Levitikus 16

Adu-Gyamfi, Yaw, The Live Goat Ritual in Leviticus 16: Scriptura 112, 2013, 1-10. Show MoreAbstract: The live goat ritual in Leviticus 16 has, for many decades, attracted debate in biblical scholarship. However, the main focus has often been on the identity of Azazel. This article examines some aspects of the live goat ritual in Leviticus 16: (1) the use of two hands rather than the usual one hand laid over the head of the goat; (2) the content of the confession over the goat; (3) the purpose of the rite; (4) whether the ritual is a sacrifice or something else; and (5) the significance of the ritual. I contend that the two hands used are representational, that the ritual is a unique sacrifice, and that the ritual symbolized a complete eradication of sin from the community.

Awabdy, Mark A., Did Nadab and Abihu Draw Near before Yhwh? The Old Greek among the Witnesses of Leviticus 16:1: CBQ 79, 2017, 580–592. Show MorePublished abstract: Leviticus scholars debate the reasons for the differences between the Old Greek (OG) and Hebrew witnesses. Leviticus 16:1 offers an intriguing example that raises the literary question, Did Nadab and Abihu draw near before Yhwh (MT, SP) or only offer strange fire before Yhwh (OG, Tgs., Syr., Vg. and possibly 11Q1)? In this article, I explore the internal evidence of the OG, assess the targums, and give particular attention to reevaluating the fragmentary evidence from Qumran. My conclusions illuminate another dimension of the mystery of the biblical traditions of Aaron’s oldest sons.

Britt, Brian/Creehan, Patrick, Chiasmus in Leviticus 16,29–17,11: ZAW 112, 2000, 398–400.

Eberhart, Christian A., To Atone or Not to Atone: Remarks on the Day of Atonement Rituals according to Leviticus 16 and the Meaning of Atonement, in: Wiley, Henrietta L.; Eberhart, Christian A. (eds.), Sacrifice, Cult, and Atonement in Early Judaism and Christianity. Constituents and Critique (Resources for Biblical Study 85), Atlanta: SBL Press, 2017, 197–231.

Gaines, Jason M.H., Parallelism and Other Poetic Constructions in the Holiness Legislation: Revue Biblique 125, 2018, 481–503.  Show MoreAbstract from OTA: This paper examines the compositional style of the Holiness Legislation (HL, Leviticus 17-26), and concludes that a significant number of the complex’s verses are best understood as featuring literary, grammatical, lexical, and phonological parallelisms. Redefining the component sentences of the HL as parallelistic rather than linear has significant exegetical ramifications, providing as it does evidence that a given verse of the segment consists of a single law that is reformulated and intensified by way of multiple clauses rather than multiple laws. Prolix repetition is, G. suggests, often necessary to convey the kernel content of a particular law, while the non-essential elements of its formulation enable the author to display his literary artistry. Parallelism thus governs the lines of the HL by determining their shape and form.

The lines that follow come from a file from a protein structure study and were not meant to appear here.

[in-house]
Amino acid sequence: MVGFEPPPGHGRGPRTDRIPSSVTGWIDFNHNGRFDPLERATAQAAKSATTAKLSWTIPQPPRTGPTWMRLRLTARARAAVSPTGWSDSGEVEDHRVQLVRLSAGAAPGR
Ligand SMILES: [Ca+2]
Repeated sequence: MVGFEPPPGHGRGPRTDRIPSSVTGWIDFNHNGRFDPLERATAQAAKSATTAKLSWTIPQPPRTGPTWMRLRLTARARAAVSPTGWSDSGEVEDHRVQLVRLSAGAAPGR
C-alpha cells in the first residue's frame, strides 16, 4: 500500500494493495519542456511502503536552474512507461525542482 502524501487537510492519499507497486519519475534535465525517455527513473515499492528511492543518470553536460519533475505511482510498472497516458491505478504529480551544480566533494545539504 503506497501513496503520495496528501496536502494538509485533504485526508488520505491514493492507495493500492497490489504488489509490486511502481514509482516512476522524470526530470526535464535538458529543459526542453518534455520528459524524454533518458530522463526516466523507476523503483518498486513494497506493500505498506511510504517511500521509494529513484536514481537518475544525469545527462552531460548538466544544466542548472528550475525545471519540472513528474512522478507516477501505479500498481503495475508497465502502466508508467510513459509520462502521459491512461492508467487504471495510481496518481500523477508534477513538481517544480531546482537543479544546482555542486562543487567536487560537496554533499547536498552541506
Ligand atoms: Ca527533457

Gilders, William K., Is There an Incense Altar in This Ritual? A Question of Ritual-Textual Interpretive Community, in: Christian A. Eberhart/Thomas Hieke (eds.), Writing a Commentary on Leviticus: Hermeneutics–Methodology–Themes (FRLANT 276), Göttingen: Vandenhoeck & Ruprecht, 2019, 159-169. Show MoreTaking a theoretical start from the work of Stanley Fish on the authority of interpretive communities (presented in his influential 1980 book, Is There a Text in This Class?), Gilders explores how interpreters determine that the ritual complex for the “Day of Atonement” set out in Leviticus 16 includes, or does not include, the application of blood to a golden incense altar inside the tent-shrine. The importance of interpretive assumptions about the incense altar and the blood rituals it receives are the focus of his paper. He investigates the activity of two significant ritual-textual interpretive communities that engage with Leviticus 16 and the ritual complex it presents: those who adopt a largely holistic and synthesizing approach to the text and those who attend to what David Carr calls the “fractures” in the textual corpus. Gilders highlights the crucial role played by Exodus 30:10 for interpretive decisions to see an incense altar and blood rites directed at that altar in Leviticus 16. His paper concludes that the answer to its titular question is: It depends on whom you ask!